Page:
“Ah, never mind,” he said. “The wheel appealed to me because of that.” He was silent for a moment. “I wanted to learn to play the zither because of that film.”
“I see.” I paused. The rain blurred the world beyond the glass walls; I imagined this was how a jellyfish saw the world, and thought that this was what it must be like, rising steadily and gently through a universe of water. “N, who are you?”
“Do you know how Galvantula hunt?” he asked. “They sit in the middle of a web that stretches across miles of forest. Whisper-thin threads that wind between trees, carefully insulated with coils of rubbery silk where they touch the earth. And when something touches a thread, the vibration travels all the way back to the spider in the middle, and it flicks lightning down the wire to paralyse them.
“That's who I am,” he said. “I'm the spider. Do you see?”
“I think so,” I replied. A rollercoaster car rumbled past at eye level, and I dimly heard Bianca screaming in delight. We were quite high now, and I hadn't even managed to get a straight answer out of him. I needed to get him to cut down on the dramatic pauses.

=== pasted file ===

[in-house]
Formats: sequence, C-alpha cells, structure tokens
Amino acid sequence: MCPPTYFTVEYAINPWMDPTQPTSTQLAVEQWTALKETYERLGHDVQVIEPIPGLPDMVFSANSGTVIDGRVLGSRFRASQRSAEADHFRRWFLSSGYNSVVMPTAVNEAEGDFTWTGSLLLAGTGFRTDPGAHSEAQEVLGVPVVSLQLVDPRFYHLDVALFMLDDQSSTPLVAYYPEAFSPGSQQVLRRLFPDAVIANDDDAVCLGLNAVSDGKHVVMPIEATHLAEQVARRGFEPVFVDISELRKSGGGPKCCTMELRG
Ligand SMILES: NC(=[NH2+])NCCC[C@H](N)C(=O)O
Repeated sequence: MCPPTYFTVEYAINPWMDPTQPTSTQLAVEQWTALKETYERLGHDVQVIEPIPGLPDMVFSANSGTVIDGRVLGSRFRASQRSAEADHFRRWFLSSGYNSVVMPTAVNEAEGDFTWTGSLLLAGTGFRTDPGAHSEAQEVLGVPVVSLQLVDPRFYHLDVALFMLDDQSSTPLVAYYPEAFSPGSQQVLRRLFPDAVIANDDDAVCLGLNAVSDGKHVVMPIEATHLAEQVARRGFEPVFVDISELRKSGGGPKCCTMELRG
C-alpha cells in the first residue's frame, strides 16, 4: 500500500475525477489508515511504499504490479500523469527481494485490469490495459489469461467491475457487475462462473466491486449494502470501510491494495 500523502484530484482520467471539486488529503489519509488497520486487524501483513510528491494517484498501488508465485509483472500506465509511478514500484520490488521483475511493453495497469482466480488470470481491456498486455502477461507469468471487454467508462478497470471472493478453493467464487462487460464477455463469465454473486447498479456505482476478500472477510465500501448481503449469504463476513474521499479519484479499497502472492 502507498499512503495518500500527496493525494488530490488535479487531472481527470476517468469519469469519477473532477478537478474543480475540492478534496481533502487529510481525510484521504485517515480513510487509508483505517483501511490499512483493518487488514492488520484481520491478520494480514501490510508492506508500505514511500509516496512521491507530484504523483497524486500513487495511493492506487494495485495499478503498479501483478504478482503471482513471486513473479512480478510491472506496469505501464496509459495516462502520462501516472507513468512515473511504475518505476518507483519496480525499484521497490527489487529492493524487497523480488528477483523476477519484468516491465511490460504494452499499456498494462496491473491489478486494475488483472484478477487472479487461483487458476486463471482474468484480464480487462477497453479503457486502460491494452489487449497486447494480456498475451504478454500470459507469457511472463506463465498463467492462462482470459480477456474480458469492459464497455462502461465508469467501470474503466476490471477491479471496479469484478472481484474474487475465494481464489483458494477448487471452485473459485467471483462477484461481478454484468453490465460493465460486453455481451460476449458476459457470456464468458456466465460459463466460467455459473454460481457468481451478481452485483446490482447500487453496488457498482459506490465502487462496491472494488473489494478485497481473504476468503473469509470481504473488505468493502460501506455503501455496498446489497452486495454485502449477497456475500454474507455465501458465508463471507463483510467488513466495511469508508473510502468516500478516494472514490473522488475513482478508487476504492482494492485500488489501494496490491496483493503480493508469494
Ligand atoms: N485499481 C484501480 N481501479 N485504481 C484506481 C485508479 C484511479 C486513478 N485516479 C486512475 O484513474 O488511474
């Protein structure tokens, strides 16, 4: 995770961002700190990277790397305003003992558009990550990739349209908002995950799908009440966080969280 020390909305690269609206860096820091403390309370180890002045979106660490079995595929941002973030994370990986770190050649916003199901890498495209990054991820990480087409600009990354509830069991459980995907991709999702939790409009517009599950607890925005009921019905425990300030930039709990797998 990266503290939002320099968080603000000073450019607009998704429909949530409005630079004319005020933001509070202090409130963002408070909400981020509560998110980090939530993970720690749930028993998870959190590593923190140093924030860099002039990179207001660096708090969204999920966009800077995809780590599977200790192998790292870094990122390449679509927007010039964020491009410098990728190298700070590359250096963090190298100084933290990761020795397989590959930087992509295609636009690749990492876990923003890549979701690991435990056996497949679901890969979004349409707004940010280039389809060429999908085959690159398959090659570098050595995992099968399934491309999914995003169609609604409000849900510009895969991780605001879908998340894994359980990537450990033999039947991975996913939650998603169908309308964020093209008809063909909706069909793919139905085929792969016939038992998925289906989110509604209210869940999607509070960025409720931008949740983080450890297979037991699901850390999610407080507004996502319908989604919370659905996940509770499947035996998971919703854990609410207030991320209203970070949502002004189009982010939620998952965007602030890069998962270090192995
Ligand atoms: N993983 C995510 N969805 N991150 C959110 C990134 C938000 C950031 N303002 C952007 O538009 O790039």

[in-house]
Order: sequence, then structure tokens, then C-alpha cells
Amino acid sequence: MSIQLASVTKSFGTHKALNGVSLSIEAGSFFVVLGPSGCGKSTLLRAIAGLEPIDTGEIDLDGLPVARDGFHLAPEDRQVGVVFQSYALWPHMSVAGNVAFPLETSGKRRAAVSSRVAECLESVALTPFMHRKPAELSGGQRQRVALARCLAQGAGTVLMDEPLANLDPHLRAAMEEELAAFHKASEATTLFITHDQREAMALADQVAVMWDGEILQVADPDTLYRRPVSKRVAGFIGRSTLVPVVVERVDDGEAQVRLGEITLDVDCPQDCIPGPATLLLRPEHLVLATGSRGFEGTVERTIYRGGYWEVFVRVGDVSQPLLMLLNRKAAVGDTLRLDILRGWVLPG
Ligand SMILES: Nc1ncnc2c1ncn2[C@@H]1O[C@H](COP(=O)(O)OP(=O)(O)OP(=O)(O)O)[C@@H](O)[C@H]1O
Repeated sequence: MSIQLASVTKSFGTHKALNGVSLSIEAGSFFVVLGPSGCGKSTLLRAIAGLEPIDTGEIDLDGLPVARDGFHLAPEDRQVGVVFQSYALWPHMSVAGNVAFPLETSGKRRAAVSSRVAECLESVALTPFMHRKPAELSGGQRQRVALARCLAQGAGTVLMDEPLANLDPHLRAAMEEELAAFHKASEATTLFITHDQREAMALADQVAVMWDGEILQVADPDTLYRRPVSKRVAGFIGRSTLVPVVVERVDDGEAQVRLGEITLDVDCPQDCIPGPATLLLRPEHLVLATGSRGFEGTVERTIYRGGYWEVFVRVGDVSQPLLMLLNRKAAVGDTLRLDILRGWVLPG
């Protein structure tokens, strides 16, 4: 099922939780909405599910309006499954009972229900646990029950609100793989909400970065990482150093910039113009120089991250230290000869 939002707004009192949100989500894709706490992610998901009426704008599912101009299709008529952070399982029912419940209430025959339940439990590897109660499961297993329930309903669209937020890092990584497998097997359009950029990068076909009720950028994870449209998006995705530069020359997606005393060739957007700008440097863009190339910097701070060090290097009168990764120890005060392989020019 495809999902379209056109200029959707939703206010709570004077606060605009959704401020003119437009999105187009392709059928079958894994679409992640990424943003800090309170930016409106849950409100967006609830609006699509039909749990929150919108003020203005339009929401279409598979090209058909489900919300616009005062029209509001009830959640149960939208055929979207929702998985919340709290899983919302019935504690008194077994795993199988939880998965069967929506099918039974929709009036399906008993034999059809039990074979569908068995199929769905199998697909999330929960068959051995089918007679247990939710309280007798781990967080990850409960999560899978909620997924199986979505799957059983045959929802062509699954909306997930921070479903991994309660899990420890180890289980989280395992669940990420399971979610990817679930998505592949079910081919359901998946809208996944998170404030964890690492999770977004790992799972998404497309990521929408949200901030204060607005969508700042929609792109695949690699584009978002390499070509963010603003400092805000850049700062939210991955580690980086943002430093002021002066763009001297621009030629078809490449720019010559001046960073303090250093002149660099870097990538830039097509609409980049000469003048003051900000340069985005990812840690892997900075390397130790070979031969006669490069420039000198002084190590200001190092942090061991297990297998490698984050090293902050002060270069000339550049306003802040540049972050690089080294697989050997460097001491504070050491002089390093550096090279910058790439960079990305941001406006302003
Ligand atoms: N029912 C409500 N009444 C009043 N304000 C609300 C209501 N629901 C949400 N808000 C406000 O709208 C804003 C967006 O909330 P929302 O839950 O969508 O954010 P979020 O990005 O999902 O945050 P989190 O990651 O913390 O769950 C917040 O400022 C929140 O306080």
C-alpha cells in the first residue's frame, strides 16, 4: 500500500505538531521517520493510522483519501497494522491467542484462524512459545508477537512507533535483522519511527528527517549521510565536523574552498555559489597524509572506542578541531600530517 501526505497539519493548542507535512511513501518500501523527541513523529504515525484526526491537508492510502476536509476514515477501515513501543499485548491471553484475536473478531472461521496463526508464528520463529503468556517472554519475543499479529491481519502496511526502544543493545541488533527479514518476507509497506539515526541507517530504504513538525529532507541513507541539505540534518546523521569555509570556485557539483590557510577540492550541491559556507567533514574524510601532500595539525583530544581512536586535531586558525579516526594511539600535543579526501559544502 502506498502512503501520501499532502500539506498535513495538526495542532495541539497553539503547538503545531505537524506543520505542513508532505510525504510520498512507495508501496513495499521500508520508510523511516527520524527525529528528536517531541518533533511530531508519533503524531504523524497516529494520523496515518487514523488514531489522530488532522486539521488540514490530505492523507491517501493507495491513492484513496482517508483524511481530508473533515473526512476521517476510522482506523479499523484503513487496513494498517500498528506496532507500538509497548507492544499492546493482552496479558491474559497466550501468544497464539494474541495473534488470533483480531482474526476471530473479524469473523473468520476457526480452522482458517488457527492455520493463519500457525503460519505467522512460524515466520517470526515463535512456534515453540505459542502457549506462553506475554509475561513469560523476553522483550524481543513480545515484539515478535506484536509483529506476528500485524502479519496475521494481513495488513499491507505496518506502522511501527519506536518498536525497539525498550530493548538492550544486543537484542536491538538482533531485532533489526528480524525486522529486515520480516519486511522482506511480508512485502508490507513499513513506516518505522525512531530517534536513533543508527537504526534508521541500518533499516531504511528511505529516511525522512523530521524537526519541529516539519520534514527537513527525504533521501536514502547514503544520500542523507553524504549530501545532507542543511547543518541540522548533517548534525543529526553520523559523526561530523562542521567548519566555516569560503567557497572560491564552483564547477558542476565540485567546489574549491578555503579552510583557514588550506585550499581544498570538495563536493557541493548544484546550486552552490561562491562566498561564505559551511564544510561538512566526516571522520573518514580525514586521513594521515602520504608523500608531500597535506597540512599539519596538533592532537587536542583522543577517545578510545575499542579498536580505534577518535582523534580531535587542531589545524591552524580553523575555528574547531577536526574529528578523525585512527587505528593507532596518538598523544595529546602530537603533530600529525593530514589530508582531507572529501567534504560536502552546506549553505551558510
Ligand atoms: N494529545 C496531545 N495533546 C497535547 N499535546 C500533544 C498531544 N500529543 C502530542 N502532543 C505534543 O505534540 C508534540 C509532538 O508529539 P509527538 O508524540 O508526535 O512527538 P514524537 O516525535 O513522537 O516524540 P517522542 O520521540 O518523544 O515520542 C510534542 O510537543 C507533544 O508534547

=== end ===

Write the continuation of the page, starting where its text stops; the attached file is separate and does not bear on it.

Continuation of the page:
That was what I was meant to do. Instead, I asked, “What does that make me?”
“The cat,” he replied. “You should look it up.”
“OK,” I said. “How are you connected to Harmonia?”
“He's my father,” he replied. “In a sense.”
“In a sense,” he repeated. “Not biologically, of course. Not strictly speaking legally, either. But he considers himself my father, and I suppose I do as well.”
“Yeah, but...” I shook my head. “Wow. I didn't see that coming.”
“No one does,” he assured me.
“Huh. You support him?” I asked.
“Oh yes,” he replied. “I thought you knew that already.”
“I wanted to make sure,” I replied. “I mean – you're unity, aren't you? How can you want to divide people and Pokémon?”
“You're division, aren't you? How can you want them to remain together?” he asked.
I hesitated. He had a point, though the words necessary to express it were beyond me.
“I see what you mean.”
“My essence is unity. That does not mean my opinions necessarily must be. Despite what fate has made of us, we do have free will.” N drew a little circle in the condensation on the window, and shaded one half of it in. “At least, I assume we do. If we don't, then I guess no one does.”